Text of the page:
On the wall of heart-rhythm specialist Jeffrey Williams’ medical office is his seventh-grade essay in which he writes that he wants to be a cardiologist. He doesn’t remember writing it, but his younger self accurately predicted the future.
As co-director of the Heart Rhythm Center at Lakeland Regional Health in Lakeland, Florida, and assistant quality and medical informatics officer for the health system, Williams researches and treats heart-rhythm problems and implants devices such as pacemakers and defibrillators.
His path to medicine began at Vanderbilt, where he majored in electrical engineering first and then added biomedical engineering as a second major to satisfy his fascination with both technology and biology.
An undergraduate mentor suggested Williams pursue graduate studies at the artificial heart program of the University of Pittsburgh Medical Center. “I worked with cardiologists and also saw a lot of patients while I was there,” Williams says. “As much as I liked research, I found I really liked meeting patients and families.”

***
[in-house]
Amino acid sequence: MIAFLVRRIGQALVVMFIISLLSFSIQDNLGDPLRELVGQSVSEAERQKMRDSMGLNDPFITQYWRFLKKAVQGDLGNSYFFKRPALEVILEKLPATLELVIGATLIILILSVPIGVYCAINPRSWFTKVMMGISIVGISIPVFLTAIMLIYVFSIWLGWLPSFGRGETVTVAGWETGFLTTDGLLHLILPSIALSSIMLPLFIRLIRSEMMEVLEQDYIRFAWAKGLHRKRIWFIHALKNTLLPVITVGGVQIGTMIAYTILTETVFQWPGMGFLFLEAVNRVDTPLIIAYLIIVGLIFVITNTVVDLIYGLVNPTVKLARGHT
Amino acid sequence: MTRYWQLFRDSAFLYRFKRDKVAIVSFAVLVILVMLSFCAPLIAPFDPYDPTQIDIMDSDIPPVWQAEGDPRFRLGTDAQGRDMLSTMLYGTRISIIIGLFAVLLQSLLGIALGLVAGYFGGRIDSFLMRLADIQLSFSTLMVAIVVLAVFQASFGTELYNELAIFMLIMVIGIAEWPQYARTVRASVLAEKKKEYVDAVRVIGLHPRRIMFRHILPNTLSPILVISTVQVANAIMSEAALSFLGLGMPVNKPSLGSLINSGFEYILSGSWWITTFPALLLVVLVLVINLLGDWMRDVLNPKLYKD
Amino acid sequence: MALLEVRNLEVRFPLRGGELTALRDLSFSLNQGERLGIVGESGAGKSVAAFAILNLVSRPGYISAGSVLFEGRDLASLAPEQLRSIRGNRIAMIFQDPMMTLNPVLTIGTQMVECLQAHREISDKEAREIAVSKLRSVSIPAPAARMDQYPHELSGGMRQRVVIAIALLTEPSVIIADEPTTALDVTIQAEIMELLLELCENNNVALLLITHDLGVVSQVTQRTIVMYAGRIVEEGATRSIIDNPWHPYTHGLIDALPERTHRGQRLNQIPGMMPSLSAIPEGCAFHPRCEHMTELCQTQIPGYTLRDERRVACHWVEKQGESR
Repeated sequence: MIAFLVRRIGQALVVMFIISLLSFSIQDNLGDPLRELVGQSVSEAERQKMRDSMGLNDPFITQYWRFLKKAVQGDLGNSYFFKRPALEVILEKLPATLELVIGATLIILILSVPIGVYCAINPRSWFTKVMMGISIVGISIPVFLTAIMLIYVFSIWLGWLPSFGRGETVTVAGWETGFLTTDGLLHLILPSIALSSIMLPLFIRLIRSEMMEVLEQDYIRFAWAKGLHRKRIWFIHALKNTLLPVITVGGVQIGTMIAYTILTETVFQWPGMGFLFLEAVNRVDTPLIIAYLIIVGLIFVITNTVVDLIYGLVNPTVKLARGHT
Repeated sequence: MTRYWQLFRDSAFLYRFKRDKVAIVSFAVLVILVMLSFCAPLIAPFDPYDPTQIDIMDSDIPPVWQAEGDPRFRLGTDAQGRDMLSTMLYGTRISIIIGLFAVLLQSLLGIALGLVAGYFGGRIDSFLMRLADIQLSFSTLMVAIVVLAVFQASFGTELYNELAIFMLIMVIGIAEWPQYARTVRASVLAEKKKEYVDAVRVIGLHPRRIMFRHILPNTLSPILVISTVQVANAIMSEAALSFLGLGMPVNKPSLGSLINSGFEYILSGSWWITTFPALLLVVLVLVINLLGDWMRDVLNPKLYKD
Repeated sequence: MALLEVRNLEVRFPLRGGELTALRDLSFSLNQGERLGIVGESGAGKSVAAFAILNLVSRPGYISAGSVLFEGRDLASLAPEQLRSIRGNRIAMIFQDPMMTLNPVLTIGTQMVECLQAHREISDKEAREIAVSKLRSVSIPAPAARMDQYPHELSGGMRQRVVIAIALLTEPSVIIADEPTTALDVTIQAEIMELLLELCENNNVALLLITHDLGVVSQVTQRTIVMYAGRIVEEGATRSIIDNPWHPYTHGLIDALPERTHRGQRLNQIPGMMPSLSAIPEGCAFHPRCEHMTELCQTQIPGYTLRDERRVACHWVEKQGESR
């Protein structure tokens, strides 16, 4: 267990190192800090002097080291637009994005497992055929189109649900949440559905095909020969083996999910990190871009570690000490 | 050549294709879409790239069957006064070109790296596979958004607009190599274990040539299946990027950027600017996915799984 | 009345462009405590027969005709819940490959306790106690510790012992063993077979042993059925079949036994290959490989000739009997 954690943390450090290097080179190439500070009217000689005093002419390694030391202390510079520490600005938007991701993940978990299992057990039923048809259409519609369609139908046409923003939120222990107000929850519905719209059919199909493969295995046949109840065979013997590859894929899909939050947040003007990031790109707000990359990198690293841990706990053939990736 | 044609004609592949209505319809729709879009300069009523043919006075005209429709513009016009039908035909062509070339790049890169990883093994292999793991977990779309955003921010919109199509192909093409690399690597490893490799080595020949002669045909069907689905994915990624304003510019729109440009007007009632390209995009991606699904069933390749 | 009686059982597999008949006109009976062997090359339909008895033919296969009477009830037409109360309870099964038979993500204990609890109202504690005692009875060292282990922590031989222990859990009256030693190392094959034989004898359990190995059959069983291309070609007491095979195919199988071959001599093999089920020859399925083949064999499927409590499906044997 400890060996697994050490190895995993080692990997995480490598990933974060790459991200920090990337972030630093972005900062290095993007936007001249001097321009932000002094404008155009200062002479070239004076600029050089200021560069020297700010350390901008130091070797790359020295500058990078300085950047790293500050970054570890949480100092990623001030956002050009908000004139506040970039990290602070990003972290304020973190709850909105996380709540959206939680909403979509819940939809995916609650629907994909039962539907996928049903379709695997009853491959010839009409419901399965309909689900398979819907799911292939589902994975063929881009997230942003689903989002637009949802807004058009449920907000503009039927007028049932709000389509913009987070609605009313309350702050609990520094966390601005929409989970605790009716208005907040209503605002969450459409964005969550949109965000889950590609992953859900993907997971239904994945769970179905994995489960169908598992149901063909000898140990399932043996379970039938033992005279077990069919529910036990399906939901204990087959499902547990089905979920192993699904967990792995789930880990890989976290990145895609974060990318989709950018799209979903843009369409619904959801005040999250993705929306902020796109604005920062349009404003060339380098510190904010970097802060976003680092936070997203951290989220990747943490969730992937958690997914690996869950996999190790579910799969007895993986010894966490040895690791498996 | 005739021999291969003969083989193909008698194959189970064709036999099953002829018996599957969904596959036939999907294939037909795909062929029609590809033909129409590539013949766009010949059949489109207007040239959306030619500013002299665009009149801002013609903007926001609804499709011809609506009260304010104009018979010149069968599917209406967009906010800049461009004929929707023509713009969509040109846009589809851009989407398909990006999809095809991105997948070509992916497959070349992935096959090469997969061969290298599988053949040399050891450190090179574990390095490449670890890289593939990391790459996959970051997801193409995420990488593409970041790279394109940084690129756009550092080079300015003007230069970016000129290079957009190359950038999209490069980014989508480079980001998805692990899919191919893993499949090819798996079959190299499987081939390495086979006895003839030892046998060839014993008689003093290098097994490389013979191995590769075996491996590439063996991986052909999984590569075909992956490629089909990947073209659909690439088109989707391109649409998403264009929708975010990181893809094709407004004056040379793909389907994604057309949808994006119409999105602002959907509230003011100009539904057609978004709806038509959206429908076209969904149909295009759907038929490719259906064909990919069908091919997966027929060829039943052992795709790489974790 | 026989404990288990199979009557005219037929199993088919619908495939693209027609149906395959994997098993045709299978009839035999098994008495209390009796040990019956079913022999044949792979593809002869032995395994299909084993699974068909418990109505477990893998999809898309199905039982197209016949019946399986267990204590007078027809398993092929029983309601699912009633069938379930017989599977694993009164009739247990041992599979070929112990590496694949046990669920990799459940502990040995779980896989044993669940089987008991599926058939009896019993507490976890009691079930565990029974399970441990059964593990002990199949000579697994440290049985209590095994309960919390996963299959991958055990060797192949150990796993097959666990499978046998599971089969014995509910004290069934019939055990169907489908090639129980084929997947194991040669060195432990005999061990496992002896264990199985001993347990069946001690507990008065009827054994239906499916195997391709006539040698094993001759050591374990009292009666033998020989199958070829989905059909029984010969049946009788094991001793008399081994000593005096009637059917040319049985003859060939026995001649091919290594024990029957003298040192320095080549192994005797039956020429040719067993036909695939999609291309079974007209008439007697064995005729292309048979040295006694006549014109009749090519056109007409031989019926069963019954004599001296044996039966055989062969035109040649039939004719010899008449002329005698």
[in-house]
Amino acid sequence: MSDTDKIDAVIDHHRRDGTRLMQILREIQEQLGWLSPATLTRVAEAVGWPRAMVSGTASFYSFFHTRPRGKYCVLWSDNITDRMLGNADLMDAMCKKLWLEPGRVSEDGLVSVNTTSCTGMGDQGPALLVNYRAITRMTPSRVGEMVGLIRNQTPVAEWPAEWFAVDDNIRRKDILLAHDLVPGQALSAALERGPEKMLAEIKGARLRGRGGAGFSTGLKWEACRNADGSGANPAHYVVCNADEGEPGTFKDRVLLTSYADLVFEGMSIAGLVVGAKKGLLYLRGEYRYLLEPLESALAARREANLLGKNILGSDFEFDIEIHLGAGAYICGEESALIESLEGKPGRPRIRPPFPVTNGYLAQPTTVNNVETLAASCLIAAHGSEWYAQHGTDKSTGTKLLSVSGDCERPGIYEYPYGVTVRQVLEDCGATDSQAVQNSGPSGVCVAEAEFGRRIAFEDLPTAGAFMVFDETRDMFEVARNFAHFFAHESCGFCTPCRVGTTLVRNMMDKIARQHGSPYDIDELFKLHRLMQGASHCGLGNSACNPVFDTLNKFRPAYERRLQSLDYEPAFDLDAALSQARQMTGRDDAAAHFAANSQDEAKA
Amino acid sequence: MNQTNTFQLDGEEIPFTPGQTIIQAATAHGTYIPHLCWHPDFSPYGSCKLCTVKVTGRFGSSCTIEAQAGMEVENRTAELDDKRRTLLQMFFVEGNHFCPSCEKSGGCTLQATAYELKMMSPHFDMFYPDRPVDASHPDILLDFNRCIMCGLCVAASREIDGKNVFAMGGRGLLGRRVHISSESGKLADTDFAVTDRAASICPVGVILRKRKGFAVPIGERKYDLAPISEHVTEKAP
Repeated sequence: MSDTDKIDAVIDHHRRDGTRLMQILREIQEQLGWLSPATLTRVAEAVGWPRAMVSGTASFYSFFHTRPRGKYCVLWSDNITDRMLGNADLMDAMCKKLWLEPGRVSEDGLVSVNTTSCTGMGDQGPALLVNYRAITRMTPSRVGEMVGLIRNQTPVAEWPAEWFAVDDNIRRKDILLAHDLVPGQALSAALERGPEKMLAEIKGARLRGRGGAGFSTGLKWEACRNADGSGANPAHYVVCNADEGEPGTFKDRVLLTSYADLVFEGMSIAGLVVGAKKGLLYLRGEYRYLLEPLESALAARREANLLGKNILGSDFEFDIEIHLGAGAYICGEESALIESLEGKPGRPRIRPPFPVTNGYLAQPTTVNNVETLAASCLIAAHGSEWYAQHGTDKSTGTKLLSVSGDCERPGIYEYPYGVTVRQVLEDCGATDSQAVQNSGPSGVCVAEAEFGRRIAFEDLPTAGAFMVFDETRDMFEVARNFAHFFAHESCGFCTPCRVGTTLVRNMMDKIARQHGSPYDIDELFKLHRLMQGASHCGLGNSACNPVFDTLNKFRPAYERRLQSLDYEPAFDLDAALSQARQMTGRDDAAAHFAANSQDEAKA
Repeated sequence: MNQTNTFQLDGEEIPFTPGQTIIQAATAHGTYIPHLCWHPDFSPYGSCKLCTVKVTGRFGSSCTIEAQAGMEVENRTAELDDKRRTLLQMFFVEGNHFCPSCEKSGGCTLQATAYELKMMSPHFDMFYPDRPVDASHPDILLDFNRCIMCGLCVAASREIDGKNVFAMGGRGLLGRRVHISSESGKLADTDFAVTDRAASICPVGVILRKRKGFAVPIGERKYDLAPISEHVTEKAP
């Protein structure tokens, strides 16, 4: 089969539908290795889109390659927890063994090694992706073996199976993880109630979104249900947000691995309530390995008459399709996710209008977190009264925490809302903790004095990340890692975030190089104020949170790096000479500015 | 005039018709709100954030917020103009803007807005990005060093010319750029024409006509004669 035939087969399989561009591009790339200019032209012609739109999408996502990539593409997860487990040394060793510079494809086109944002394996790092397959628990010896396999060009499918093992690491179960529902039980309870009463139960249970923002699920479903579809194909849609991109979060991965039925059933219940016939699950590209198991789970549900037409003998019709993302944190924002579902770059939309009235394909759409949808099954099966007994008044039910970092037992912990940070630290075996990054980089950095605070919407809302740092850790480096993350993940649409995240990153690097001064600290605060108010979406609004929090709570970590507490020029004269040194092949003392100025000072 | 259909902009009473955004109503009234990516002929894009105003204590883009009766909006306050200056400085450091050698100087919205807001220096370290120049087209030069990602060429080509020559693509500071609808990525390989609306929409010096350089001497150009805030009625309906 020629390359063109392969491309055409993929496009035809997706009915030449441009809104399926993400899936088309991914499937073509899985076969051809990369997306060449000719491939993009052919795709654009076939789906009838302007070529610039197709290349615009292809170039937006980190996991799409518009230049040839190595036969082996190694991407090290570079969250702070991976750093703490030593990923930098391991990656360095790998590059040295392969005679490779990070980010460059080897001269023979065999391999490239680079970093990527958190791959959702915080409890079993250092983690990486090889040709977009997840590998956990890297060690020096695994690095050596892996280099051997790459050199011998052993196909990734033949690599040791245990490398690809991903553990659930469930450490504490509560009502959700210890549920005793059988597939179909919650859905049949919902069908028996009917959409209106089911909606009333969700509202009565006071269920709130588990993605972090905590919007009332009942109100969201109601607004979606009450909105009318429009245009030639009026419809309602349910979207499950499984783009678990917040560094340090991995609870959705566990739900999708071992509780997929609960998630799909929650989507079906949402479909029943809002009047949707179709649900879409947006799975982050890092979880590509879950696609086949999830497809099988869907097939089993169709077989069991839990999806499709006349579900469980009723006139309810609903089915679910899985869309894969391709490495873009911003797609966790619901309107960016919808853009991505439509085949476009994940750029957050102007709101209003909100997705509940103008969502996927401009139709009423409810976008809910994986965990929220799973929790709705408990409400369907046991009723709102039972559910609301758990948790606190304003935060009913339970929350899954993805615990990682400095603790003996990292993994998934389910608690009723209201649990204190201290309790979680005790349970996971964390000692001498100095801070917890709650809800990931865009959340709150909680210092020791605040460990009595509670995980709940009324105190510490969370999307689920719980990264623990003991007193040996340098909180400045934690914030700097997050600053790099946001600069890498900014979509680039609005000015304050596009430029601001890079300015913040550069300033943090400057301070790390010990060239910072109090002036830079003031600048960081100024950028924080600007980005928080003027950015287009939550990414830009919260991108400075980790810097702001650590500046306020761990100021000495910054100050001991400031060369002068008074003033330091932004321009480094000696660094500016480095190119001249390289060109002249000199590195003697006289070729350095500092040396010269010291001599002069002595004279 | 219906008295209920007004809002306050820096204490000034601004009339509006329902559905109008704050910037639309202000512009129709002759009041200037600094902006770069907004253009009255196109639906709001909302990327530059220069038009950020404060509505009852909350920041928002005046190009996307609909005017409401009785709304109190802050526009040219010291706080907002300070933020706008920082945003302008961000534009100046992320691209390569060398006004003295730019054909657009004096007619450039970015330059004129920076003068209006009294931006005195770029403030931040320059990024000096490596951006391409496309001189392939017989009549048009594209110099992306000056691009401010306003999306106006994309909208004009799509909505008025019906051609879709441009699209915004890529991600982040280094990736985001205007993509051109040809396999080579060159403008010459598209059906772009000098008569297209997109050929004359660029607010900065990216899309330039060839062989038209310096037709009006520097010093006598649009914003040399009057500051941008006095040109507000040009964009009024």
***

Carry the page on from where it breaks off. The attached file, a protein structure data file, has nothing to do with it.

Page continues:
Williams found his graduate studies to be the perfect marriage of engineering and biological science as well as the ideal route for his transition to medicine.
Although Williams worried that his undergraduate GPA was too low for medical school, he soon found that his degree from the Vanderbilt School of Engineering carried plenty of clout. “To this day, I think my undergraduate degree in electrical engineering was harder than med school,” he says.
Williams’ data-driven approach to medicine and research has earned him numerous accolades, including awards from the American College of Cardiology Foundation and the National Institutes of Health.
Williams also has developed an innovative series of books on defibrillators, pacemakers and heart rhythms that can be found on Amazon. He recalls a 90-year-old patient who was surprised when his defibrillator shocked his heart out of a sudden cardiac death. Education prior to his implant would have helped him understand how these devices work.
“It’s important that patients, and their spouses and families, are educated and informed so they can participate in decision-making,” he says. “When patients are educated, outcomes improve.”